Cardiovascular Genetic Testing | William G. & Mary A. Ryan Center for Heart & Vascular Medicine | Loyola Medicine

Cardiovascular Genetic Testing

Overview and Facts about Cardiovascular Genetic Testing

Cardiovascular genetic testing is a lab procedure that may be performed in the course of cardiology and vascular care to determine your personal risk of cardiovascular disease. Your risk factor is based on the genes that you have inherited or carry. Genes provide instructions for your cells to make certain proteins that have specific functions within your body. Cardiovascular genetic testing (CVD) is considered a family test versus an individual test due to the fact that the same genes are inherited across biological families. Cardiovascular genetic testing also helps individuals with no known family history of CVD understand their personal CVD risk. Therefore, cardiovascular genetic testing can be used to improve CVD diagnosis as well as predict, refine, and strengthen CVD management among families and individuals.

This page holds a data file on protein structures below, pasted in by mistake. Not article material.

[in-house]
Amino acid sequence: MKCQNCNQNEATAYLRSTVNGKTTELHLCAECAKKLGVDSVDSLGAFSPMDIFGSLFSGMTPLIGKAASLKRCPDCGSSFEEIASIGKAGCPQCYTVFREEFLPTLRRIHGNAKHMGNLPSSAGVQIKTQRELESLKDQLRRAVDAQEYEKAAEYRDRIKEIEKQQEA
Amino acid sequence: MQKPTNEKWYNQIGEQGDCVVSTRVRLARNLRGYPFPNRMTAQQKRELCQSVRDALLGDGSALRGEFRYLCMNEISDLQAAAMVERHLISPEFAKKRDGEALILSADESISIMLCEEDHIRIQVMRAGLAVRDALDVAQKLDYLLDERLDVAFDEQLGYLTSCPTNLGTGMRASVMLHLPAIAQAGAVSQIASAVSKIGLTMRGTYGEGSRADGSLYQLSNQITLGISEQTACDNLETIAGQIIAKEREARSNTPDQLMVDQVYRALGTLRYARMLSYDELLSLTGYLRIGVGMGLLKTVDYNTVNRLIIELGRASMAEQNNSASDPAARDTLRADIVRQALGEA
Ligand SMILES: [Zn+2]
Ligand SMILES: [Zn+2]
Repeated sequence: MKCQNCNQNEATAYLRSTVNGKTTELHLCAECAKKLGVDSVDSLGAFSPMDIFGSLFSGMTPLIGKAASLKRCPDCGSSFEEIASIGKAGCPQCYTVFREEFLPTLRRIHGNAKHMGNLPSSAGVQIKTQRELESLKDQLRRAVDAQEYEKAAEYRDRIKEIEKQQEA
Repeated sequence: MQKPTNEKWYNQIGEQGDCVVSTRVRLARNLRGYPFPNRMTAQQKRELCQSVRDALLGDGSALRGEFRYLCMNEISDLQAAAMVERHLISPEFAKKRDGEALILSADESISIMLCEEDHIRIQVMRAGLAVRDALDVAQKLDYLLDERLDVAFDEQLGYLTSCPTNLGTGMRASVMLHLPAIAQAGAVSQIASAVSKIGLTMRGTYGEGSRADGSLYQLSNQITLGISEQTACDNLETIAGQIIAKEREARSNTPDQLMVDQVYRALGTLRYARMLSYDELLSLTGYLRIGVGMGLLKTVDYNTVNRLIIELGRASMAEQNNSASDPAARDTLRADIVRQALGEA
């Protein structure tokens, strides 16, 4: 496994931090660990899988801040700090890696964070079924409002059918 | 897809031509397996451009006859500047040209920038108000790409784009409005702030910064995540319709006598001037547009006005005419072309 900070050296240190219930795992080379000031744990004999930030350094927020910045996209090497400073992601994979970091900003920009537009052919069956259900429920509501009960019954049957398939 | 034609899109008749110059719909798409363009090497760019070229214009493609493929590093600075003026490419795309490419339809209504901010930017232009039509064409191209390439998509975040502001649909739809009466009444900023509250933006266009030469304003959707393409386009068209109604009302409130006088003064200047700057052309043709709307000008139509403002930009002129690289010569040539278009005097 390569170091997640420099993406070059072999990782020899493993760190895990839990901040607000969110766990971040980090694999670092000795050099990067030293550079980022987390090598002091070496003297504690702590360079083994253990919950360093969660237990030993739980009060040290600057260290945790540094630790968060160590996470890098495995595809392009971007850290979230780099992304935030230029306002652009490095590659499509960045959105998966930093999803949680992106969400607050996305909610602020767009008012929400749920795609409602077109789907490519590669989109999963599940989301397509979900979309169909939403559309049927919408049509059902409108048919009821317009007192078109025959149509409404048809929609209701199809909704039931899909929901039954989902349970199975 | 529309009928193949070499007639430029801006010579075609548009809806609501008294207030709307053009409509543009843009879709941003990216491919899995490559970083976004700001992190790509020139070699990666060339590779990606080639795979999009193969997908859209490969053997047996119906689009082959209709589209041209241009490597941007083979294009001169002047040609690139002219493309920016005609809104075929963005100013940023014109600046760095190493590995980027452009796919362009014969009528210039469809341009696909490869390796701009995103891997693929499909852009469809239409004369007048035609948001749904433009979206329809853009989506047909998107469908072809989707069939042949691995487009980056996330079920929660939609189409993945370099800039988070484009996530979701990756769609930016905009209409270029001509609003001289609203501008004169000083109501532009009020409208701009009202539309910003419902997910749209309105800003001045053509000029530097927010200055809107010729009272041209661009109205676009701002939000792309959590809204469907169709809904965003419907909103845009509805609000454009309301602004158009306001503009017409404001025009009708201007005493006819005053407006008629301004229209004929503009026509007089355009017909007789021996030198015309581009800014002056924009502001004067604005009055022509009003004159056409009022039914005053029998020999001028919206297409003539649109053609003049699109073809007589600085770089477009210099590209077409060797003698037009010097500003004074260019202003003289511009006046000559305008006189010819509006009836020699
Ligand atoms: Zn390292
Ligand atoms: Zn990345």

Loyola Medicine aims to reduce risk of heart disease and offer early detection through our cardiovascular genetics program, which provides comprehensive diagnostics for all types of inherited heart disease, including:

What to Expect from Cardiovascular Genetic Testing

Cardiovascular genetic testing involves taking a sample of a family member’s DNA, typically through blood or saliva tests, which are taken to a laboratory to identify or determine the presence of gene variants that are known to cause inherited CVD. After testing and upon analysis, if a gene variant is found to be ‘pathogenic’ (a positive result), then that variant is associated with a known risk of CVD. It is also possible to receive a negative result for a known variant (no known pathogenic variant found) but still show signs and have a family history of CVD. In some cases, genetic counseling is made available to individuals and families who undergo cardiovascular genetic testing.